10 More Rowing and Upper Back Development Tips
Tip #1. To develop optimal structural balance, I strongly believe that for every set of chin-up done, one should a set of dumbbell rows (for both arms, of course)
Tip #2. Barbell rows done with the bar returning to the floor on each rep strengthen your back, lats and traps more than any other barbell row variation
Tip #3. Grip The Bar Like You Bench Press. For maximum carry-over to your bench press, your Barbell Row should be the exact opposite movement. This means no underhand grip but both palms facing you, using the same grip width as when you bench
Tip #4. Pull With Your Elbows. This simple trick will help you use your upper-back maximally rather than turning your Rows into a biceps exercise. Pull your elbows towards the ceiling instead of merely pulling with your hands and use a thumbless grip to de-emphasize the wrist flexion and elbow flexion over-recruitment
Tip #5. Row Against Your Chest. If the bar doesn’t hit your chest, it’s like doing a partial squat or half bench the rep isn’t completed and you’re not getting the most out of the exercise. So always Row the barbell against your chest. Where exactly? Same position as where you touch the bar on the bench press
Tip #6 Remember that the Barbell Rows isn’t really a TRUE test of your upper back strength and power as the row is only as powerful and stable as your CORE. Since this article is all about rowing movements, not only barbell rows, understand if you want maximum stimulation of your upper back, consider using a chest supported exercise like seated machine rows and T Bar Rows.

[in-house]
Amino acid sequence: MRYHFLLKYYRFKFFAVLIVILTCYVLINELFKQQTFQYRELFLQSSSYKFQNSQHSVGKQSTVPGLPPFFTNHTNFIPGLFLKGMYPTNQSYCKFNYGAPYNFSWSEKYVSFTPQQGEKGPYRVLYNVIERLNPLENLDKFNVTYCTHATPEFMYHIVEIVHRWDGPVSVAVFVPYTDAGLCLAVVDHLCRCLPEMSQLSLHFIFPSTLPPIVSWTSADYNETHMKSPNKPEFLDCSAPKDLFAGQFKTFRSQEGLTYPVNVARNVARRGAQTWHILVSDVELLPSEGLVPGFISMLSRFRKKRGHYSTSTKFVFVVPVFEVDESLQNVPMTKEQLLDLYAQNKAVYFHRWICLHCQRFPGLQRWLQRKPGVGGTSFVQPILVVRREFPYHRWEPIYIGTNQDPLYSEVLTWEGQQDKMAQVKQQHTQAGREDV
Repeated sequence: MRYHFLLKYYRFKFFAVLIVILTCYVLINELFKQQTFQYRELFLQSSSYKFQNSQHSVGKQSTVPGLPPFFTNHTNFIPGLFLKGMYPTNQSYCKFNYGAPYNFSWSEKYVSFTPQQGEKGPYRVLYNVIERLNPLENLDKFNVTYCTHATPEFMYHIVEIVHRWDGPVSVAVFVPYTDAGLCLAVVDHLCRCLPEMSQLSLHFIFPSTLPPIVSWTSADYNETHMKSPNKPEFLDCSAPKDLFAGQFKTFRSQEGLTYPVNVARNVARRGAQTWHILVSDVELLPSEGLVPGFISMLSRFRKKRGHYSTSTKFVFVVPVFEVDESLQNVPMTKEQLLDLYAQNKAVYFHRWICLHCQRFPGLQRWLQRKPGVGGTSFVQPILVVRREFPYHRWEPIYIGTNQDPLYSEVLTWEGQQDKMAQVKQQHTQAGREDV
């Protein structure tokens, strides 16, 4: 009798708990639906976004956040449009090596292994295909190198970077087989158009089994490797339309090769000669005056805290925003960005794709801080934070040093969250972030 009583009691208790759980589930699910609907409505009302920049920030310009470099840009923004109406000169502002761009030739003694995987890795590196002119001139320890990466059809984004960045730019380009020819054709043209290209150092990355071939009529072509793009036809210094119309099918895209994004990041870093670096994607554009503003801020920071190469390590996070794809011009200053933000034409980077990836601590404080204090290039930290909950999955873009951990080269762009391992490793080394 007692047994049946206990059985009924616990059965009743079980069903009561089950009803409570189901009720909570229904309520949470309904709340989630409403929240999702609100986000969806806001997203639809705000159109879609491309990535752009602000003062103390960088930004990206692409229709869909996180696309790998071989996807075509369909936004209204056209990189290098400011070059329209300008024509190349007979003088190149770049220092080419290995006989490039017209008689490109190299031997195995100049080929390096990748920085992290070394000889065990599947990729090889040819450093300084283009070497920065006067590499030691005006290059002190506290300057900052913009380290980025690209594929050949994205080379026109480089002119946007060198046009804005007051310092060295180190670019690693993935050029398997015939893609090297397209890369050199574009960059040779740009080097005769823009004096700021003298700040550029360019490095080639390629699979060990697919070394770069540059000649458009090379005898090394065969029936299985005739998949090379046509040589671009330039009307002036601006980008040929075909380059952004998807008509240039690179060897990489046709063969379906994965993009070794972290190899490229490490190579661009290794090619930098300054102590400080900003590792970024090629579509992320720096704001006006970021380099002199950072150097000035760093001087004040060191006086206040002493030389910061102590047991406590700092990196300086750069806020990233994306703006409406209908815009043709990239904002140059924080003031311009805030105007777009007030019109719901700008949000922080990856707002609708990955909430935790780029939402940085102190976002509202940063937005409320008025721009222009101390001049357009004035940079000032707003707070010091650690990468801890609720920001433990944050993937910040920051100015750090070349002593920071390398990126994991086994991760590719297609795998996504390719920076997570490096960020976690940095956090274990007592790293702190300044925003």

Tip #7. Keep Your Upper-back Parallel. Don’t let yourself get carried away by your ego or you won’t get the most out of Barbell Rows. Be strict: your upper-back should be doing all the work. If your Barbell Rows turn into 50° shrugs or you’re cheating with your hips and knees, the weight is too heavy. Lower it.
Tip #8. Open Your Chest. It’s – again – the same position as for the bench press squeeze your shoulder-blades together at the top as hard as you can and open your chest up. You could consider holding the weight at the top of the movement with some lighter weights to get the ‘feel’ of what muscles you are trying to stimulate or use the warm up progressive resistance weights to get the ‘freeze’ reps in before moving onto the heavier ‘touch n go’ reps.
Tip #9 The lats are a large, powerful muscle group. To work all the motor unit pools of this muscle you need to train the muscles from a variety of different rowing angles
Tip #10. One-arm rows because you can brace your upper body with your other arm, thus allowing you to devote more effort to the upper body muscles. Also, using a dumbbell enables the trainee to perform rowing exercises through a greater range of motion that a barbell